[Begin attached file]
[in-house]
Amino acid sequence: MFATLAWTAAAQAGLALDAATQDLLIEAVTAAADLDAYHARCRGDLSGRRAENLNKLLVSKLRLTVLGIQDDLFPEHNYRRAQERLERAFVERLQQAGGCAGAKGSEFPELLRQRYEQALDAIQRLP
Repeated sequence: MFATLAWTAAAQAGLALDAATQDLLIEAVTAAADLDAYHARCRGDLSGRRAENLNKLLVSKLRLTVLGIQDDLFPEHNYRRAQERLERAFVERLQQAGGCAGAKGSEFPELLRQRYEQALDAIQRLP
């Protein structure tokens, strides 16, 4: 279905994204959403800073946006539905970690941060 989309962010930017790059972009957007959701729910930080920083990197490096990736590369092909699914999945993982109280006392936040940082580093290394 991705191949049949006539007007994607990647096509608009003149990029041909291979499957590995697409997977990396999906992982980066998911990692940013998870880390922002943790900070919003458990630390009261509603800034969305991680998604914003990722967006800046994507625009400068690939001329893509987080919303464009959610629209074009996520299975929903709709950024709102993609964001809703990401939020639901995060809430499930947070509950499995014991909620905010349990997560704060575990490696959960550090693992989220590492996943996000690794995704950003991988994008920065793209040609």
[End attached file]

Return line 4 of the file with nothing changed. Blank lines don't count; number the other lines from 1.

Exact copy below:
């Protein structure tokens, strides 16, 4: 279905994204959403800073946006539905970690941060 989309962010930017790059972009957007959701729910930080920083990197490096990736590369092909699914999945993982109280006392936040940082580093290394 991705191949049949006539007007994607990647096509608009003149990029041909291979499957590995697409997977990396999906992982980066998911990692940013998870880390922002943790900070919003458990630390009261509603800034969305991680998604914003990722967006800046994507625009400068690939001329893509987080919303464009959610629209074009996520299975929903709709950024709102993609964001809703990401939020639901995060809430499930947070509950499995014991909620905010349990997560704060575990490696959960550090693992989220590492996943996000690794995704950003991988994008920065793209040609």